After Greta Thunberg made her sustainable trip across the Atlantic with the Malizia II racing yacht as an alternative to flying, the carbon hull of the yacht was much discussed all over the world because this material anything but sustainable. However, it is still the safest and best choice for the tough conditions on the high seas. For now at least – because the ecosail project team under Prof. Fahmi Bellalouna at the Karlsruhe University of Applied Sciences is currently working on making boatbuilding more sustainable.
For the 1001 VELA Cup 2019, launched in 2006 by the University of Palermo together with the University of Naples, the team developed a dinghy which – based on its weight – consists of 70% natural materials to comply with the competition requirements. In the end, the German team with its Mach 1 took 5th place in the international professional student competition with green boats.
Tropical wood and frame structure
The boat, which weighs about 110 kg, resembles a 470 – an Olympic two-man racing dinghy with trapeze and spinnaker – but is made of laminated flax fabric with 50 % natural resin content. In addition, the inner hull structure, a frame structure, is made of tropical Okoumè wood and Sapelli wood. This tropical wood is characterized by its high strength and low weight. The deck of the Green Dinghy is made of birch wood. In addition to the above properties, it is also relatively flexible.
Bellalouna explains the background and the future of construction and materials:
“The inner structure of the fuselage consists of a frame construction and the use of light but stable Okoumè and Sapelli wood species. This lightweight construction led to a high weight reduction and more stability of the hull. Furthermore, the use of flax fabric as a light and high-strength natural fiber and vacuum pressing as a laminating process gave the fuselage shell a stable and light hull form.
“The use of natural fibers, e.g., flax, jute and alfalfa grass, is comparable to wood due to the very positive ecological balance. They have the ability to thrive in dry and water-poor areas and can be harvested several times a year. Natural fibers also have very good mechanical properties. Thus they will gain more importance in the future in industrial applications, e.g., in automotive, shipbuilding and aircraft construction.”
Cross-industry: Natural fibers for industrial production
The aim of the ecosail project is not only to investigate and evaluate the industrial use of natural fibers in boatbuilding. After all, the student sailing team has now proven the suitability of the developed concepts in practice. The next step is to present these concepts to potentially interested companies at trade exhibitions and in specialist publications. The university team hopes for further possible cooperation agreements. The students, many of whom are professional sailors, are already working in close cooperation with yacht design and production companies.
In principle, all university teams participating in the 1001 Vela Cup are supported by sponsors from the sailboat construction and construction industry. At the same time, the companies use the event as an intensive exchange platform as well as a source of inspiration for the development of their new concepts.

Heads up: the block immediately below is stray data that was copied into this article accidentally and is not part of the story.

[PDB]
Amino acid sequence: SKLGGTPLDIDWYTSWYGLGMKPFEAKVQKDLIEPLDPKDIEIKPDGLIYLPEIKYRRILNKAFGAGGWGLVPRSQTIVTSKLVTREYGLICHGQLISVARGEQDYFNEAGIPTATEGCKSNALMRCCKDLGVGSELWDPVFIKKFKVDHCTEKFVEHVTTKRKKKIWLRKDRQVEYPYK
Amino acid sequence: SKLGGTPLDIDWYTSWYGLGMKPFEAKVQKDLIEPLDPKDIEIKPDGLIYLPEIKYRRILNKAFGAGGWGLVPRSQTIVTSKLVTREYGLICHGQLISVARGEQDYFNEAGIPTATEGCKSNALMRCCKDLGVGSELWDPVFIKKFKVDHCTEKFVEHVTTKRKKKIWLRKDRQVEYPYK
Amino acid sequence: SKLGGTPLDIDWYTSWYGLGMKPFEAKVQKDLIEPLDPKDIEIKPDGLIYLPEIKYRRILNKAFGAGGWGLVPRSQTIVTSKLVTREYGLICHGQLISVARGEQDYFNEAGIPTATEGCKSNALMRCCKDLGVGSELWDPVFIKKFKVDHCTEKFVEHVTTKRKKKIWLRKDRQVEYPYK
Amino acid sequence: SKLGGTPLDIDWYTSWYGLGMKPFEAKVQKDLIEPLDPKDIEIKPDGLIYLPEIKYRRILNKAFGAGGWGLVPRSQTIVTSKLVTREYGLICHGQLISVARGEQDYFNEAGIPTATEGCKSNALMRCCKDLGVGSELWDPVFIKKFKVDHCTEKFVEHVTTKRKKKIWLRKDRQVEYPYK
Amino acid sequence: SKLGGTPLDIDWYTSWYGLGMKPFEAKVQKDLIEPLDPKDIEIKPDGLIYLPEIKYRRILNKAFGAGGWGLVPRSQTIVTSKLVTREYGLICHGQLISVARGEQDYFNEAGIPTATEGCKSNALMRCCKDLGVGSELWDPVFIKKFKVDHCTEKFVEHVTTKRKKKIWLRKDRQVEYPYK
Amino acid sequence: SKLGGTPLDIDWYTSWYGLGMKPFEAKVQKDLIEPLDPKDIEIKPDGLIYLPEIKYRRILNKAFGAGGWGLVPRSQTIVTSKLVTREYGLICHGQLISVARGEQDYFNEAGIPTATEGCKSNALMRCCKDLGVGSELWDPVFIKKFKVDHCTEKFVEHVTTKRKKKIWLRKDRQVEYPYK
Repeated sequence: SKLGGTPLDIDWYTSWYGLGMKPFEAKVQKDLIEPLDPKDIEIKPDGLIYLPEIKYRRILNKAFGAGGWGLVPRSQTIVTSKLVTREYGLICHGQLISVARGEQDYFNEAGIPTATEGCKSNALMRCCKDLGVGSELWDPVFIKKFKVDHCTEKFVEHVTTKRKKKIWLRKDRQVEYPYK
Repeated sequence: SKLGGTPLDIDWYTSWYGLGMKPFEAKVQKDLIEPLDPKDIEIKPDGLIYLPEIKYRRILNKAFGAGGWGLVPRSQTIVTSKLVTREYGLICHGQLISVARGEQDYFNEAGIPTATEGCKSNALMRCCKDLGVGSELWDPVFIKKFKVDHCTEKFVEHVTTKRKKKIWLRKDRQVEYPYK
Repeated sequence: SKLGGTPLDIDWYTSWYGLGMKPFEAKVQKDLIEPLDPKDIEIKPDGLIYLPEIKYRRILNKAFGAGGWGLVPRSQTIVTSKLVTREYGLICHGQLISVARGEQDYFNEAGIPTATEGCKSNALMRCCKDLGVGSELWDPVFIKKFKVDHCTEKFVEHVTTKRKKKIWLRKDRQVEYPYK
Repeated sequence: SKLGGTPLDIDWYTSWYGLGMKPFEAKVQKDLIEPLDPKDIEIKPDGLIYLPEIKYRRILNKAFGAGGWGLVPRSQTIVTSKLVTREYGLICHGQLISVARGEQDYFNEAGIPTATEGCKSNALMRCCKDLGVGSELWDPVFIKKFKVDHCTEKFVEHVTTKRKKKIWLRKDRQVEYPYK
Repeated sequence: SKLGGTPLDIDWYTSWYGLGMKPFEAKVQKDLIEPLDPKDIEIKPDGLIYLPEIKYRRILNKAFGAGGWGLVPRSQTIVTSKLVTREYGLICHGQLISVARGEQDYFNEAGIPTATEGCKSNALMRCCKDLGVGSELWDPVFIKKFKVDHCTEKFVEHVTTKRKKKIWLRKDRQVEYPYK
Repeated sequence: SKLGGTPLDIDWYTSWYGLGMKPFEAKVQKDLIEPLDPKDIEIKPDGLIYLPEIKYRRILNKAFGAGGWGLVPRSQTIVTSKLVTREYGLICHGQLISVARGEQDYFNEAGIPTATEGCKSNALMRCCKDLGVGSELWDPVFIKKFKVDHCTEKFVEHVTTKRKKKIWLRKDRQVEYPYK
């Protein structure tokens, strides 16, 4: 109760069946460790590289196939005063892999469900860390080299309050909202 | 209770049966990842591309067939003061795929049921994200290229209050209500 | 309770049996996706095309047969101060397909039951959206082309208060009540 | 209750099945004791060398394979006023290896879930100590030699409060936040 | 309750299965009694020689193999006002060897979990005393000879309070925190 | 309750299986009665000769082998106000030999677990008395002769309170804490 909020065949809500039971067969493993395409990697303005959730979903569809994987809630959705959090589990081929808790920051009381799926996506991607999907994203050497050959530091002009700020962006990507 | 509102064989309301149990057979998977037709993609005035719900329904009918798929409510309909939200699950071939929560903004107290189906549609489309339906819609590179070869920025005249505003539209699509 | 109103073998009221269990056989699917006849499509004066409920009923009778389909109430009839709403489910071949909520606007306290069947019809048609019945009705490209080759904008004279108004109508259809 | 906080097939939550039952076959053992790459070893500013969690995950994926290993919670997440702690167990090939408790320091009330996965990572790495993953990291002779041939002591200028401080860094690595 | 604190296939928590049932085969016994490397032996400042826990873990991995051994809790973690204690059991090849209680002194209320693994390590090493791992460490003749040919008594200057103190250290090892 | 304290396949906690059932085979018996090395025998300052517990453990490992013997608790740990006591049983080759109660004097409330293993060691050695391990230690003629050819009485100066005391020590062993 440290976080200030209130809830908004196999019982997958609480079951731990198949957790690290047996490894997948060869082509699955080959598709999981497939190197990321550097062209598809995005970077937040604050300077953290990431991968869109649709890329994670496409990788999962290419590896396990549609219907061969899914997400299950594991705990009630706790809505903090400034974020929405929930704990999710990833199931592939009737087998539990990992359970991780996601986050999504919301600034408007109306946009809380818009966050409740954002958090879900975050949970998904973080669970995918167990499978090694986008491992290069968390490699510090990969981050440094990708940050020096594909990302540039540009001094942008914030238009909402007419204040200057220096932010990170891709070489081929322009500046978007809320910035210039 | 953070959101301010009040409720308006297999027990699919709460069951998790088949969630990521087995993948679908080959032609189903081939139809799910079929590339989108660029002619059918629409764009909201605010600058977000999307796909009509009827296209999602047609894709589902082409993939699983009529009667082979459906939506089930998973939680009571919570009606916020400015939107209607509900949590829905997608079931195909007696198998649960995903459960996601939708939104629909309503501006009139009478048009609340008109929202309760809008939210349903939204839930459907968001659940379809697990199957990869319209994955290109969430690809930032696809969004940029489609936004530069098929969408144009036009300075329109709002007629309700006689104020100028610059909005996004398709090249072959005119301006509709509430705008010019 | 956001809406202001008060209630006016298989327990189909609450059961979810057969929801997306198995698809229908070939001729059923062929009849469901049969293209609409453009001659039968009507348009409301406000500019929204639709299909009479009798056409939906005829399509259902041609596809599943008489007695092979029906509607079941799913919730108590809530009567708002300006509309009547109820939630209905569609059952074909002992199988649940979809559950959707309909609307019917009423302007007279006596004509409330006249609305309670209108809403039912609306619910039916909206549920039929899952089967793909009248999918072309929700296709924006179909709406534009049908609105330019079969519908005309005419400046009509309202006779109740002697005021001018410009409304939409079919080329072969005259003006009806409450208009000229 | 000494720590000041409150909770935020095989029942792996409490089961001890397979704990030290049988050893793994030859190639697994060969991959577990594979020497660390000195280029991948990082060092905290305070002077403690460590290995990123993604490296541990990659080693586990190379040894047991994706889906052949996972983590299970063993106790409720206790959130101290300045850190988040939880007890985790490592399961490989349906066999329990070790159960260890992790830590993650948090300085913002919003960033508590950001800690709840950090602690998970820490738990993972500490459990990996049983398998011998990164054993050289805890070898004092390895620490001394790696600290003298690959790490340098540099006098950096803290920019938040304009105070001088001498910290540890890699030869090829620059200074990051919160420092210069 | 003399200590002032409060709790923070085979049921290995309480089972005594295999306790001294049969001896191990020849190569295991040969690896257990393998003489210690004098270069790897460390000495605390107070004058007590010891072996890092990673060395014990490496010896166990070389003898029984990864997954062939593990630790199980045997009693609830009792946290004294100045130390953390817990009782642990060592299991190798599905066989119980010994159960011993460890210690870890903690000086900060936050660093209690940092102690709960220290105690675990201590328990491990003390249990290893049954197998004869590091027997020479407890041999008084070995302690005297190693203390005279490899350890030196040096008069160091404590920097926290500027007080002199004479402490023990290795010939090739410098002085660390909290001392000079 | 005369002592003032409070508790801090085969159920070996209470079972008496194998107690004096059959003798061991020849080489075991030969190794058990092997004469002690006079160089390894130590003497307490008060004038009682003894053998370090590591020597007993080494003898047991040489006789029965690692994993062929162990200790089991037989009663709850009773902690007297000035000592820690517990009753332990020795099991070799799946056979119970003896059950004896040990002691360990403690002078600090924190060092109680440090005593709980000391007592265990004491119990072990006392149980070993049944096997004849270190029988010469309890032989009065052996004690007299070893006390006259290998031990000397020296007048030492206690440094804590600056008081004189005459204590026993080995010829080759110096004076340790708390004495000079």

Bellalouna is delighted:
“The interest of customers in environmentally friendly and sustainable products has also reached the boat market. Sailing is per se an environmentally friendly and sustainable form of mobility that only uses wind and thermal as energy sources. As a result, many customers now pay attention to the composition of materials and the manufacturing processes of sailboats. This development is often confirmed by experts – such as designers, engineers, shipyard workers from the boat and heavy cruiser shipbuilding industry.”
But there is still a long way to go. Bellalouna explains:
“Boat and heavy cruiser ship building are very expensive due to the number of pieces and the size of the market. Therefore, manufacturers try to use established materials and manufacturing processes in order to reduce costs. The use of new ecological materials and manufacturing processes is technically very risky and economically unprofitable due to the lack of long-term tests. Most boat and heavy cruiser ship builders are small shipyards that cannot bear this technical and economic risk. And in research, there are universities and institutes in Germany and around the world that are dedicated to the development of sustainable concepts for small boats and heavy cruiser ships, but it is not a lucrative field of research.”
Hybrid fiber instead of pure carbon
Even though natural fibers could represent an alternative to carbon and plastic fibers in the long term due to their very good mechanical properties and excellent ecological balance, Bellalouna sees their future task more in the area of hybrid fibers, which are composed of natural and plastic fibers. Because, according to Prof. Bellalouna:
“The production of hulls using composite materials made of epoxy resin and plastic fibers cannot be 100% avoided in the medium term due to the economic efficiency and good technical control with regard to load and production. Of course, this depends on further development in the field of natural composite materials.”
Interdisciplinary green boat building
A total of 25 students were involved in the 8,000 hour boat construction of the pioneering ecosail dinghy. They came from the fields of mechanical engineering, mechatronics, automotive engineering, industrial engineering and international management.
The next 1001 VELA Cup will take place from 17 to 22 September 2020 in the Gulf of Palermo. In addition to the Karlsruhe University of Applied Sciences, two other German universities, the Kiel University of Applied Sciences and the Eastern Westphalia-Lippe University of Applied Sciences, will be present with their own teams.
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